The editorial board of the Albany Times-Union editorial board is one of the wisest in the nation. It understands, as few other editorial boards do, that the annual standardized tests are a waste of instructional time that do nothing to help students. Their only error in this editorial is to assume that the tests measure school performance. They don’t. They measure school demographics, which can be obtained without the testing.

The editorial board objects to the state and districts’ efforts to bribe or threaten students to take these useless tests.


Which word or words best describe some schools’ approach to last week’s state English tests for grades three through eight?

(a) misguided

(b) disappointing

(c) both of the above

Take out your No. 2 pencil and bubble in (c). New York has been working hard to make testing better. But last week’s reports of how schools are incentivizing test participation show we have a long way to go.

Some schools.. have dangled a deal in front of their students: Take the statewide English and math tests and you’ll get out of taking your core subject finals in June. Other schools have promised pizza parties if enough students take the tests or have held pep rallies to encourage them. 

Still others have taken a sterner approach, pressuring parents or doing away with “refusal rooms” for students whose parents opted them out…

All of these approaches are troubling.

Let’s recall what the tests are for. They aren’t a measure of children’s progress. They’re a measure of schools’ performance. They’re not designed to help the kids who take them, at least not directly. The results don’t even arrive till the next school year…

Instead, these assessments — mandated, along with a minimum 95 percent participation rate, under federal law — have warped the curriculum, chipping away at social studies, science, art, even recess, in the push to provide more English and math instruction. Emphasizing standardized tests over regular classroom work — yes, including final exams — is a distraction from real education.

Pep rallies for an exam? Why not a pep rally to encourage, say, participation in the science fair? And bribes and cajolery are not the tools of a system that’s working correctly. They’re signs that we’ve lost sight of what’s really important. Hint: It’s not increasing a school’s test participation rates.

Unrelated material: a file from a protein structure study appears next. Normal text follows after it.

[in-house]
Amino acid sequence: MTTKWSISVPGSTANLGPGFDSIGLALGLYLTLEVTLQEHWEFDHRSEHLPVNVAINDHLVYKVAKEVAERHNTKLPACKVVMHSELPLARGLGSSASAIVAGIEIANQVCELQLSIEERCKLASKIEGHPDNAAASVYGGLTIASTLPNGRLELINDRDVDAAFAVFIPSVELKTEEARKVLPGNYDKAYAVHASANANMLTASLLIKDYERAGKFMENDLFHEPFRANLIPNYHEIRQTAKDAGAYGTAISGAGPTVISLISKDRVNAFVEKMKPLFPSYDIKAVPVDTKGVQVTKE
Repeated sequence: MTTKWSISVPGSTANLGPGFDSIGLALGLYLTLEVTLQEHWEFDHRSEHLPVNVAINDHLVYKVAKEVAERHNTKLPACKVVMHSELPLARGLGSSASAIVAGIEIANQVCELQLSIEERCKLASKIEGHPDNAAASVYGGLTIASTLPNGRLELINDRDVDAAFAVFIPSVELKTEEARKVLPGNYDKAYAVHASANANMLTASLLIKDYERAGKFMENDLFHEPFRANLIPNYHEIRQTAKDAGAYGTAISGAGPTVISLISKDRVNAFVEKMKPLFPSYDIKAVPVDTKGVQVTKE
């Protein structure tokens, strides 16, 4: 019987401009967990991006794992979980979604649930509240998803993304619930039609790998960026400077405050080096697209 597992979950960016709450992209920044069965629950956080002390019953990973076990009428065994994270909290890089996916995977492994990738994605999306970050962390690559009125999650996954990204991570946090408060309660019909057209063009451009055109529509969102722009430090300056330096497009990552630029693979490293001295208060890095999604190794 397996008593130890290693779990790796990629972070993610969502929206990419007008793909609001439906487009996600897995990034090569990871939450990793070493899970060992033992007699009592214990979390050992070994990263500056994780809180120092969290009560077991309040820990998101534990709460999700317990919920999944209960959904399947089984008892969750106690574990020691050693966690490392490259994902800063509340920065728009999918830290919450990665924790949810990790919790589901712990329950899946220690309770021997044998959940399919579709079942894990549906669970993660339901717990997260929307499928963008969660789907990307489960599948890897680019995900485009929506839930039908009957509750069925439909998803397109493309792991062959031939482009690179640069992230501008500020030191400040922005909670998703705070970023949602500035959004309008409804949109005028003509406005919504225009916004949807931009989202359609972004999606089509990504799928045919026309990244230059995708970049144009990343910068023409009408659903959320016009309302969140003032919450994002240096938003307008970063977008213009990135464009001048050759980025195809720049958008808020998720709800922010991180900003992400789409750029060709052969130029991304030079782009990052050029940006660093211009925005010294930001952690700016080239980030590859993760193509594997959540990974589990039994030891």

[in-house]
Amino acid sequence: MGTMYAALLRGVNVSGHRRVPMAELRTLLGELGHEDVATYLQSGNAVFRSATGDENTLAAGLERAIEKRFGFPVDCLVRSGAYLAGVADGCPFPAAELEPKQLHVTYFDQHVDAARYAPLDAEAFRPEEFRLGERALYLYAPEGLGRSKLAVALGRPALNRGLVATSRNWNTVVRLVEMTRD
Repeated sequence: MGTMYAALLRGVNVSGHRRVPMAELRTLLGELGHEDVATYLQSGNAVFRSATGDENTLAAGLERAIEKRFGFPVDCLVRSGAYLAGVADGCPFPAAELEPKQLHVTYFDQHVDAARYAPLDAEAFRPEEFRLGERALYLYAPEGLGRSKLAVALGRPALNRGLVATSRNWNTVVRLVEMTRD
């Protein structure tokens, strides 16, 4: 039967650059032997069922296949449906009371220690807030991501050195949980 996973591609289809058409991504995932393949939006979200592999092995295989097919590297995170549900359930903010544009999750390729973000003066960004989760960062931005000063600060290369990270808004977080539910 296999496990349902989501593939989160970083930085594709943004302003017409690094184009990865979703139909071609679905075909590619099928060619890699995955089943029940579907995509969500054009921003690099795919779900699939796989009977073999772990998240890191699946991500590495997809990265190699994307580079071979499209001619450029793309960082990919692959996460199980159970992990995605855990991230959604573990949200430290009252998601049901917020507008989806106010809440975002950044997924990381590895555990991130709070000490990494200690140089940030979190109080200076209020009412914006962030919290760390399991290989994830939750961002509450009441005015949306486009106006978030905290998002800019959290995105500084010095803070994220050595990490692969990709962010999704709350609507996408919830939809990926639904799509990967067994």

And perseverance and resilience? Better for children to learn to persevere through a long-term project like a science experiment or a poetry portfolio; better to learn resilience through a chance to revise a tough math worksheet or the challenge of presenting in front of the class. Perseverance certainly isn’t taught by tests plagued by the kinds of computer glitches we saw last week, which only raise kids’ frustration and parents’ ire…

Save the pep rallies for things that really count.


Opt Out lives!

Meanwhile computer glitches across scattered districts caused student answers to disappear and other problems.

Computer-based assessment is a dumb idea.

Citizens for Public Schools issued a statement today calling on the state to stop lying about parents’ right to opt out of state testing:


For immediate release, April 3, 2019

Contact: Lisa Guisbond, Executive Director 617-959-2371 (cell)

Citizens for Public Schools Calls on MA DESE to Remove Misleading Information on MCAS Participation Immediately

With MCAS testing season upon us, Citizens for Public Schools calls on the Massachusetts Department of Elementary and Secondary Education (DESE) to immediately delete misinformation on its web site and provide clear, consistent and accurate information to parents who choose to refuse testing for their children and to school officials charged with administering the test.

Specifically, we demand that DESE remove language falsely implying that it is illegal for students and/or their parents to refuse to participate in MCAS testing. On a page titled Participation Requirements for Students in Grades 3-8 and 10, it says: “The 1993 Massachusetts Education Reform Law, state law M. G. L. Chapter 69, section 1I, mandates that all students in the tested grades who are educated with Massachusetts public funds participate in MCAS.”

This is not accurate.